Karin Brink is an interior stylist and ceramicist, she was a RESORT studio holder until last month, when she and John Gallagher (AKA Margate Magpie) moved to a house so sadly (for us!) had enough space to have their studios at home.
I attended the two day workshop with SECCADS back in January and I found it very useful. I’m trying to promote my ceramics more at the moment and am in transition time in my business, so overall the whole workshop came in very handy. They touch on subjects such as pitching, planning, financial advice, social media etc. The planning element that David from Cockpit Arts talked about I found inspiring. A way of making sure you make progress but don’t put too much pressure on yourself – something we are all guilty of. Another thing I liked was meeting other people in similar situations (yet from wildly different fields) and chatting to them. You realise you are not alone in your struggles. In the future I’d love to continue with the 1 to 1 mentoring SECCADS offer, I just have not got around to it yet. SECCADS is such a great organisation full of lovely people, there to help small creative businesses.
Since the lockdown started my ‘normal’ work has stopped completely. I freelance as an interior stylist and that industry has been put on hold pretty much entirely. At the same time 2020 was supposed to be the year to concentrate on my ceramics brand so when lockdown happened I was enrolled in a month long intensive ceramic course that got cut short. In addition, planned ceramics events like markets and exhibitions also got cancelled so I guess in a way, it became the perfect time to immerse myself in the making process.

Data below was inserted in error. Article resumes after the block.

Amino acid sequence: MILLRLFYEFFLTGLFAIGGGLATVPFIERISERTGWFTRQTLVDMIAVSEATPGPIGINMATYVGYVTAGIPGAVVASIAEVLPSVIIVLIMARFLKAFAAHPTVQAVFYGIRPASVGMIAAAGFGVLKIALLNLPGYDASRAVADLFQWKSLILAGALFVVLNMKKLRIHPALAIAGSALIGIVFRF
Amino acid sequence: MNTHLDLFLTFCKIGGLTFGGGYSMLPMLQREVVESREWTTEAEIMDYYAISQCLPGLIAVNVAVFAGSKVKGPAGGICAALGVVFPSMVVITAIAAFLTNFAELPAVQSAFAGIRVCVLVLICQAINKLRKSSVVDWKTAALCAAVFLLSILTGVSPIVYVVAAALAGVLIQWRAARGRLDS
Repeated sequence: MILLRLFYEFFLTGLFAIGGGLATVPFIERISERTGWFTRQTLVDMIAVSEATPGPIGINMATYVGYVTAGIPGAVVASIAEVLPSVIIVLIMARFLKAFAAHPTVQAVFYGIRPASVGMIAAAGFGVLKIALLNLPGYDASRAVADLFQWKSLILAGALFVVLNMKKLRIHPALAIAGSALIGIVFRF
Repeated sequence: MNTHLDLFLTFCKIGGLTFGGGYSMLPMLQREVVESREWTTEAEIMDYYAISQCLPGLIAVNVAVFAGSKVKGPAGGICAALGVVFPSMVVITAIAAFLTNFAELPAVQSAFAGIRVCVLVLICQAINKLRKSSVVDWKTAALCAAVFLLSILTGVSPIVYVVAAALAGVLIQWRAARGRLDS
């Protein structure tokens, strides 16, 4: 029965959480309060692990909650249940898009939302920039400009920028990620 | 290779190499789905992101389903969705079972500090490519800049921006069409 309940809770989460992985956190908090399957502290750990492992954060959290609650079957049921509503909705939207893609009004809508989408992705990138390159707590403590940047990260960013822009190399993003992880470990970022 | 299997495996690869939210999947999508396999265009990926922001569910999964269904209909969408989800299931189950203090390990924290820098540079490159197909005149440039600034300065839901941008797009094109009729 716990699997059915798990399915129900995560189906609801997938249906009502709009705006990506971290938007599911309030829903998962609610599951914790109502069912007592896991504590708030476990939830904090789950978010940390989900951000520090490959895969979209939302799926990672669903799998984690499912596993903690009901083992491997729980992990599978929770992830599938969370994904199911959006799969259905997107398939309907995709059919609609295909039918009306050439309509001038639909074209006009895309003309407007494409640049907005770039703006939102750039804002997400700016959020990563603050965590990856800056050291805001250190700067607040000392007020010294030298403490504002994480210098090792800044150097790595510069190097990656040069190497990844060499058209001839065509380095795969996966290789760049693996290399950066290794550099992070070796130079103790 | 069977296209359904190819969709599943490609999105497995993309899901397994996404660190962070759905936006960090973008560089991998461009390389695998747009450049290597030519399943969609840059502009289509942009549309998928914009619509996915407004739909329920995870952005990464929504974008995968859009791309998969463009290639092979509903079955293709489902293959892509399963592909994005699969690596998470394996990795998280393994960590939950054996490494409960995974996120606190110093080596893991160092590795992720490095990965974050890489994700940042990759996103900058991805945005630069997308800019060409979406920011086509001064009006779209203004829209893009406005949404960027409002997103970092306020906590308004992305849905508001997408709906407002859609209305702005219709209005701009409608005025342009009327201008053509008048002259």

Every week, I try making a fluid schedule of what needs to ‘get done’. But the longer lockdown goes on the harder I find to stick to it.
After picking up some bisque fired pieces (the first firing) I sat in the garden and painted a few more of my Immigrant mugs and a few plates for an order that will be shipped once lockdown is over. Also managed to get to the Post Office with a few bits that needed shipping.
In the studio today (at home). Mostly been faffing about thinking about shapes and glazes, not getting much done. But I find days like this, just being in the space, sometimes helps nurture the creative process (when brain allows). I took all pots out and just looked at them. Staring at pots somehow helps. You slowly analyse what you like, what you don’t like and how you would like to move forward. These pieces are a few bits that started out as glaze tests and then turned into something so much more. Its almost like they have their own little soul. Depending on the day’s mood I like to pick out 3 of my favourites (it always varies) and see which ones I relate most to.
Blending glazes Wednesday! Although I’m not yet blending my own recipes and this is a shop bought glaze it still needs mixing and there are a few risk elements to it. It can easily come out too thick, too thin, cloudy etc. Mixing glaze is also something that requires a bit of corona style gear since it can be dangerous to breathe in the powder (consisting of metal oxides, silica, alumina), so you need to wear some protective gear. The outcome of the glaze always makes me feel a bit uncertain since you have to test it out once its mixed. Nothing in pottery is quick!
Head seems to not be quite there today. Scatty and most of my time gets spent thinking I’m not doing enough with all this time on my hands. Guilt and fatigue. Not a good combo. The socks help although I feel more like the sad version than the happy. Moodswings is part of my lockdown.
Today a bit more prep for the #artistsupportpledge. A very cool initiative from Matthew Burrows studio, that enables artists to sell their work during lockdown. Once they reach a certain limit they have to invest into another artist. It’s a great concept. Today I’ve been taking a few pictures of the pieces I am submitting. Here are some pictures of the story of the pieces. They are all wheelthrown in separate pieces and then handbuilt together. It’s my little labour of love within my ceramics. They take a while to make and I can’t really justify the time I spend on them but I really love the process and each and every piece is unique and makes it worth it in the end.